"These observations lead naturally to an understanding of the relationship between mathematics and science in which areas of mathematics are used to model physical phenomena... If Colyvan is right (and I think he is) that mathematics that is not assumed by science to be true should be seen as recreational (and given some important status as such), then it follows from the modelling picture of the relationship between mathematics and science that all mathematics is recreational.

The success of this modelling should be no real surprise: many of the mathematical stories we create are created with scientific interpretations in mind. Euclidean geometry is best understood as a mathematical story whose axioms were meant to model truths about physical space. It was developed with our assumptions about real points and lines in mind, but it was always an empirical question whether it actually did provide the best model of points and lines in the physical world... Our basic arithmetic is developed so as to model our counting practice. In fact, it does this so successfully that we do not tend to see it as a model at all. Similarly, we can see our language of real numbers in mathemat ics as having been created to model our measuring practices."

Indeed, it is not hard to connect even the purest of the pure "mathematical games" to very humble and mundane roots through six (often two-three) degrees of separation, Quine's minimalism and Hardy-like disdain for applications notwithstanding (see When were the concepts of pure and applied Mathematics introduced?). This vindicates Wittgenstein's idea that mathematics, including its free play parts, "hardens" empirical regularities inherent in our practices of coping with the world. This means that we circumscribe some approximation of them in axiomatic systems and then elevate those to the exceptionless status by outlawing empirical "deviations", see Empirical Regularities in Wittgenstein's Philosophy of Mathematics by Steiner.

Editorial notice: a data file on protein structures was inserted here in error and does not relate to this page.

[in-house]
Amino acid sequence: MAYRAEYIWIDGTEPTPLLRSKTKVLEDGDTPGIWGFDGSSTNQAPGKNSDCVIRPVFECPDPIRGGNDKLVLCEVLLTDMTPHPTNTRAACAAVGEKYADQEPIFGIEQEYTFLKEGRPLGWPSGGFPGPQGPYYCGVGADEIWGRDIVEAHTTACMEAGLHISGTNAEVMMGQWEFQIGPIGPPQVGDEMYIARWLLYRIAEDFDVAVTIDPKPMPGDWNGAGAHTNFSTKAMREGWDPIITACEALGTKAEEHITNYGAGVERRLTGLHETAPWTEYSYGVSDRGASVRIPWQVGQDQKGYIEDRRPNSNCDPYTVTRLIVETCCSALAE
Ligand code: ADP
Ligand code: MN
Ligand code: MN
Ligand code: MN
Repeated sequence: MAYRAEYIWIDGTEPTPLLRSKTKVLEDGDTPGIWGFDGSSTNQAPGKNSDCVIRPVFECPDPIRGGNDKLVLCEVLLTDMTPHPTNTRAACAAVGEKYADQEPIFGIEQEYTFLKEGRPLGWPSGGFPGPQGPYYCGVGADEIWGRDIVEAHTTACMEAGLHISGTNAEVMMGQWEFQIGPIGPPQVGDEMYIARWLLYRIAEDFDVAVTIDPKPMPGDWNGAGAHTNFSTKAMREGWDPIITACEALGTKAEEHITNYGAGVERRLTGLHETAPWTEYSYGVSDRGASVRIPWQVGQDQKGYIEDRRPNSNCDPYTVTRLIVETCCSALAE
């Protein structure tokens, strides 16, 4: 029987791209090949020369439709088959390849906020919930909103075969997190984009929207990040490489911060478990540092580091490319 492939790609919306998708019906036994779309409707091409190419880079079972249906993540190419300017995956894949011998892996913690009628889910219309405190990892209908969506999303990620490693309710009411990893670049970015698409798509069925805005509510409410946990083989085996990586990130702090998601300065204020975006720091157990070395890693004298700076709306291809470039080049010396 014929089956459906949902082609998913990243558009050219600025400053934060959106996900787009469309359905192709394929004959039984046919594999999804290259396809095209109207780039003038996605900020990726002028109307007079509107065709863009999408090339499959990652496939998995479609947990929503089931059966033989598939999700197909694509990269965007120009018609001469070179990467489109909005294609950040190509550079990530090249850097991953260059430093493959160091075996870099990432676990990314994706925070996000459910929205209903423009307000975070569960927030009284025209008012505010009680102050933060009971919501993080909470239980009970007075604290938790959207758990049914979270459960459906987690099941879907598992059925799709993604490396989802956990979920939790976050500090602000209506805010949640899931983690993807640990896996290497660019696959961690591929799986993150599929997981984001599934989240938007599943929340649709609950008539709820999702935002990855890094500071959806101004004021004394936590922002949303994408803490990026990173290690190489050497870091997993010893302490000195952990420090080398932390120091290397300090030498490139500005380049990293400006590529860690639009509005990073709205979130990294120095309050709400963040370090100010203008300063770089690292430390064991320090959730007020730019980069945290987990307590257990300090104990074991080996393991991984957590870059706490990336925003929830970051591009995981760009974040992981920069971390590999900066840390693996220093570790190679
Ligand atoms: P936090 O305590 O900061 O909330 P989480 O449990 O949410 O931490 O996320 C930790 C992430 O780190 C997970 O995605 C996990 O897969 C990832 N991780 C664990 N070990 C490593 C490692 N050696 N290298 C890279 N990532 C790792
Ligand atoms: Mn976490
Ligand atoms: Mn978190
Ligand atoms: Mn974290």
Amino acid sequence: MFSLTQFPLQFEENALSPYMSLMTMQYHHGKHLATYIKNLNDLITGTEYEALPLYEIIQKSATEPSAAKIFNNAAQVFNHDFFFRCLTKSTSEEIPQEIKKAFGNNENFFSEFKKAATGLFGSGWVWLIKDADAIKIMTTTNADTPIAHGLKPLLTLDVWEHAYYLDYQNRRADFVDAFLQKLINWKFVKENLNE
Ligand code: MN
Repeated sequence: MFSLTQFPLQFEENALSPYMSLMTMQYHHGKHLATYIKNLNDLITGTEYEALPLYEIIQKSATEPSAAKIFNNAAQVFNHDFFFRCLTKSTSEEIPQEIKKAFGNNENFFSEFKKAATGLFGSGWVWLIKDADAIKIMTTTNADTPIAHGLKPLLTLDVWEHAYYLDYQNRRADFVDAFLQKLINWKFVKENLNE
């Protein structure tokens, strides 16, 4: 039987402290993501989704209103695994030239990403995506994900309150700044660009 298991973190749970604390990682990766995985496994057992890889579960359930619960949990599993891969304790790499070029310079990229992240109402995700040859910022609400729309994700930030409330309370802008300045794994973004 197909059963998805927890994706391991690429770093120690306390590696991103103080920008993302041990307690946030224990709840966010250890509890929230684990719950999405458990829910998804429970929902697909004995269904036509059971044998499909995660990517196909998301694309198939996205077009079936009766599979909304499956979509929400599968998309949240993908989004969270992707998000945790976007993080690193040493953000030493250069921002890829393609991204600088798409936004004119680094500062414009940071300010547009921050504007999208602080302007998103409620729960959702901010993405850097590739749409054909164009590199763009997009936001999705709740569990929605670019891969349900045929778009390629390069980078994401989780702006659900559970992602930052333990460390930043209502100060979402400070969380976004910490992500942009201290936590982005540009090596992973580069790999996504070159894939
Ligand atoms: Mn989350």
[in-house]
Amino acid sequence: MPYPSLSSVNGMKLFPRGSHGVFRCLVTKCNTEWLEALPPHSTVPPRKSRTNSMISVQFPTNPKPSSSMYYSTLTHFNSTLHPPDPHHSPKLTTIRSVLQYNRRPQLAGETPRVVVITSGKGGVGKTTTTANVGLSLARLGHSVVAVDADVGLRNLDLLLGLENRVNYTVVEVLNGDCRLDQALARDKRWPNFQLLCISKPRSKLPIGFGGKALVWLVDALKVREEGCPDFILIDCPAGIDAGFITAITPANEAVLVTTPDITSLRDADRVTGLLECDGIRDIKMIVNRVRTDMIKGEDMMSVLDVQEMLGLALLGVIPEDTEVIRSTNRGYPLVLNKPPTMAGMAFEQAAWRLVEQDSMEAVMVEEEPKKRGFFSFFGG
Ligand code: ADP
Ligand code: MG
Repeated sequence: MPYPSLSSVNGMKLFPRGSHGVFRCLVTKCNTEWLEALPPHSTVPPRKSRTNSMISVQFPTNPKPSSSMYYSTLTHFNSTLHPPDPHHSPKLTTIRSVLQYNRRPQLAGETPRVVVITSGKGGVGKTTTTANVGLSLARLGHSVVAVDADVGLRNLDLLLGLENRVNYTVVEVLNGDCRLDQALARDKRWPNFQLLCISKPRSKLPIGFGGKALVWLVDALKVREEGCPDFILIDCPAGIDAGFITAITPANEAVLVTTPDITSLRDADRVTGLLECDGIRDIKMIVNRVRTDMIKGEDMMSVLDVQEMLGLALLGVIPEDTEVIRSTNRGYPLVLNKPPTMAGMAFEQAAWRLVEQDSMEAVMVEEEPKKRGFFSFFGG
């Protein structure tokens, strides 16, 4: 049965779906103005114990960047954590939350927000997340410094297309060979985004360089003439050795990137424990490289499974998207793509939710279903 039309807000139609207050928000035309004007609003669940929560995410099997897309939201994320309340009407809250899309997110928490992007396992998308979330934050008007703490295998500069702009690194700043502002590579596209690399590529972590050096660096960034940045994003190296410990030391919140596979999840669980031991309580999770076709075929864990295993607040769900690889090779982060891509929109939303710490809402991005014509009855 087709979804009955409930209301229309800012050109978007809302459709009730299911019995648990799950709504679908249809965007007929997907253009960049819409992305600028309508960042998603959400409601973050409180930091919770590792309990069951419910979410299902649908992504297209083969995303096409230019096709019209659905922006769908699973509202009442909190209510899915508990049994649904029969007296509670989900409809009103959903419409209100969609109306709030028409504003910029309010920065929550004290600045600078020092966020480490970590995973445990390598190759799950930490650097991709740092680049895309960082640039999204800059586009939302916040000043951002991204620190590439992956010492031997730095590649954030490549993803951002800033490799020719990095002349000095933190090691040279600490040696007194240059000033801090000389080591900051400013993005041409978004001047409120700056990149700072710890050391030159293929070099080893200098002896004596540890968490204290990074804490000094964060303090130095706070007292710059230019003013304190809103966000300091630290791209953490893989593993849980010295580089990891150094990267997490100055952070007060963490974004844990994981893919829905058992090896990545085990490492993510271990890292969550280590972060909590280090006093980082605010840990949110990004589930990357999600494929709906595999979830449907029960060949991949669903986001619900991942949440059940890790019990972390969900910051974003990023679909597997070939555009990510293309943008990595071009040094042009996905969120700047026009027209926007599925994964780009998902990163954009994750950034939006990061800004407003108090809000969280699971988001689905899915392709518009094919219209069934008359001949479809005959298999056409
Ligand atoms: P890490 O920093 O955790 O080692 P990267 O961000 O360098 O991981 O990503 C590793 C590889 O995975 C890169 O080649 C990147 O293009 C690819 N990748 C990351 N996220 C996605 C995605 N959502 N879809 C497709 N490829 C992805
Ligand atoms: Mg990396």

Some other good sources on the subject are Peressini's review of Colyvan's book The Indispensability of Mathematics (Colyvan is one of the last die-hard defenders of Quinean orthodoxy), and Azzouni's Applied Mathematics, Existential Commitment.

  • Quote: "On the other hand, in applied domains, where mathematical nonsense will likely lead to empirical mismatch, and quickly, one can afford to be lax." The "hope and hypothesis" stated midway in the edited OP is essentially an empirically testable statistical hypothesis neither confirmed nor falsified by a single factual instance. In particular, it essentially posits that the comment quoted above could be quite false at times. – Richard Haney Mar 2 at 5:56